Last night I had the strangest dream
I ever dreamed before
I dreamed the world had all agreed
To put an end to war
Ed Curdy — folksinger, songwriter, Vaudevillian, disc jockey, radio and TV personality — is best remembered for a song he wrote in 1950 that The Weavers recorded ten years later. It was a song for the times, and the Chad Mitchell Trio, Simon &Garfunkel, and many more followed suit. Click here or on the image above for the Johnny Cash version.
The song’s portrayal of how war ends is a period piece:
I dreamed I saw a mighty room
The room was filled with men
And the paper they were signing said
They’d never fight again
And when the papers all were signed
And a million copies made
They all joined hands end bowed their heads
And grateful prayers were prayed
A much earlier version of the dream goes back a few thousand years:
they shall beat their swords into plowshares,
and their spears into pruning hooks;
nation shall not lift up sword against nation,
neither shall they learn war anymore.
Isaiah 2: 4 NKJV
The prophecy was given for “the latter days.” Until then, it seems that war — like the poor — will always be with us. Like a lot of people, I wish it weren’t so. When Ed Curdy’s song was making the rounds, I sang along — we really believed it was possible. Now, I’m convinced it’s impossible. It’s just something we seem wired to do. (More on that next time.)
“Even violence on a small scale is not inevitable, but the incredibly difficult task of ending violence is a million miles past the simpler, if still challenging, task of ending organized mass slaughter. War is not something created by the heat of passion. It takes years of preparation and indoctrination, weapons production and training.
“Developing ways to avoid generating conflicts is part of the answer, but some occurrence of conflict (or major disagreement) is inevitable, which is why we must use more effective and less destructive tools to resolve conflicts and to achieve security.”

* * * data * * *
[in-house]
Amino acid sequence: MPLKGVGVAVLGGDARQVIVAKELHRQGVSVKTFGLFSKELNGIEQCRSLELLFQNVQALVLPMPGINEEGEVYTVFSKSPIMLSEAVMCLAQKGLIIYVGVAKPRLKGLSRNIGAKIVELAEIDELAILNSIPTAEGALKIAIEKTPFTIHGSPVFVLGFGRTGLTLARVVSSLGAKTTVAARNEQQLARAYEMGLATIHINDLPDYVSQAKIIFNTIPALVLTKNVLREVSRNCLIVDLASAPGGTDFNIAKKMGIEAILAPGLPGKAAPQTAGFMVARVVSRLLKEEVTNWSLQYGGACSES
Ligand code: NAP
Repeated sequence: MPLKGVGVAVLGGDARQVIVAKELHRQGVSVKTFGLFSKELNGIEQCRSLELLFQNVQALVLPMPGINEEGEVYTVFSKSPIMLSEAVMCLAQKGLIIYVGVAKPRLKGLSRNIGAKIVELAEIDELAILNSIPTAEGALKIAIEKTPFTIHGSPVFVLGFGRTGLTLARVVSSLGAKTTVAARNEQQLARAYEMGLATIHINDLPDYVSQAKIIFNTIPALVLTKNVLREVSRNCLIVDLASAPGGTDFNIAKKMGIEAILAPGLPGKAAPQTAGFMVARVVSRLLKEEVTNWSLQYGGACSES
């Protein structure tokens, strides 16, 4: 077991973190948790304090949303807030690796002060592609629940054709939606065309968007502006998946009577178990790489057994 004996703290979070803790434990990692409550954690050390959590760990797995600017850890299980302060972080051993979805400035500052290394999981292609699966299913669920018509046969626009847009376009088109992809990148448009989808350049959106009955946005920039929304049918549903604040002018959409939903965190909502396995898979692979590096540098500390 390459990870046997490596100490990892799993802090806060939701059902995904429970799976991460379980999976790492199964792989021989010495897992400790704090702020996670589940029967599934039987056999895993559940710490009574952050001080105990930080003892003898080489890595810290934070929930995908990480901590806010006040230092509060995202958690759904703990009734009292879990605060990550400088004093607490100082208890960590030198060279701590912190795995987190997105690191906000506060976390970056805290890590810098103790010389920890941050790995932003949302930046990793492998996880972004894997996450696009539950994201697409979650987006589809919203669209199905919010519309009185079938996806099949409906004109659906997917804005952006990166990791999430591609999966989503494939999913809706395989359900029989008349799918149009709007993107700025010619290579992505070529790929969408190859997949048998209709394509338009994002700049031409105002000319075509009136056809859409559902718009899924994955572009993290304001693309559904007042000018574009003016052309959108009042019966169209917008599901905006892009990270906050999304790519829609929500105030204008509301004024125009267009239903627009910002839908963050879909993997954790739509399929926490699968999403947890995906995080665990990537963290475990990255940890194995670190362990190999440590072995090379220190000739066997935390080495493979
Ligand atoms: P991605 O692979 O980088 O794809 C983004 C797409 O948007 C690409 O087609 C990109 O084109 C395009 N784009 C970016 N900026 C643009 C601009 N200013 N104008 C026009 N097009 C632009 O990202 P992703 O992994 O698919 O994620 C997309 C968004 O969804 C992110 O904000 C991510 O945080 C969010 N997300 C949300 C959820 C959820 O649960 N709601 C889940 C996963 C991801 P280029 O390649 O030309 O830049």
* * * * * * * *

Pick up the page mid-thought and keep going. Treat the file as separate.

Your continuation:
According to cultural critic Chris Hedges, people like those at World Beyond War are beset by a fatal blind spot that prevents them from seeing the dark side of human nature that makes utopian visions run off the rails.
“If we see ourselves as the culmination of a long, historical process toward perfectibility, rather than a tragic reflection of what went before, then we are likely to think the ends justify the means. … Fascists and communists combined violent, revolutionary fervor with the Christian millenarian dream of a heaven on earth. They adopted the pseudoscientific doctrine that it was possible to have complete knowledge and complete mastery of the human species. It was that fusion of utopian violence and industrial and bureaucratic power that marked the birth of totalitarianism.
“The totalitarians were aided by the well-meaning but naïve pacifists who appeared in large numbers throughout Europe and the United States following the First World War. The pacifists argued that human beings could be educated and molded to reject war and live in universal harmony. These pacifists, while not succumbing to the disease of militarism, were just as deluded as the militarists were by a utopian belief in human perfectibility. They failed to build an ethic from the stark limitations of human nature. In the ensuing crisis and war they became ineffectual and impotent. These pacifists rejected all acts of violence, even those that could have stopped a resurgent Nazi Germany. They kept their hands clean. This was moral abdication. They, too, divided the world into ‘us’ and ‘them,’ those who were pure and those who were impure. They, too, sought to convert others to their higher moral state. And by their passivity they aided the forces they hoped to defeat.
“Pacifism, in times of war, falls swiftly out of favor — indeed, it is often branded as a form or treason — but the central myth championed by the pacifists, the myth of human advancement, remains the dominant ideology. Pacifists, although they do not fuel the lust for violence, keep alive the myth that the human species can attain a state of moral perfection. This myth feeds the aggressiveness and cruelty of those who demand the use of violence to cleanse the world
“The danger is not pacifism or militarism. It is the poisonous belief in human perfectibility and the failure to accept our own sinfulness, our own limitations and moral corruption. This belief in our innate goodness becomes dangerous in a crisis, a moment when human beings feel threatened. It enlarges our capacity for aggression, violence, and mass slaughter.”
I Don’t Believe in Atheists: The Dangerous Rise of the Secular Fundamentalist, Chris Hedges (2008)
Interesting that both Hedges and the World Beyond War website use the term “mass slaughter” for war — which is what it is, despite the ways we try to clean it up. More on that coming up.
 Matthew 26: 11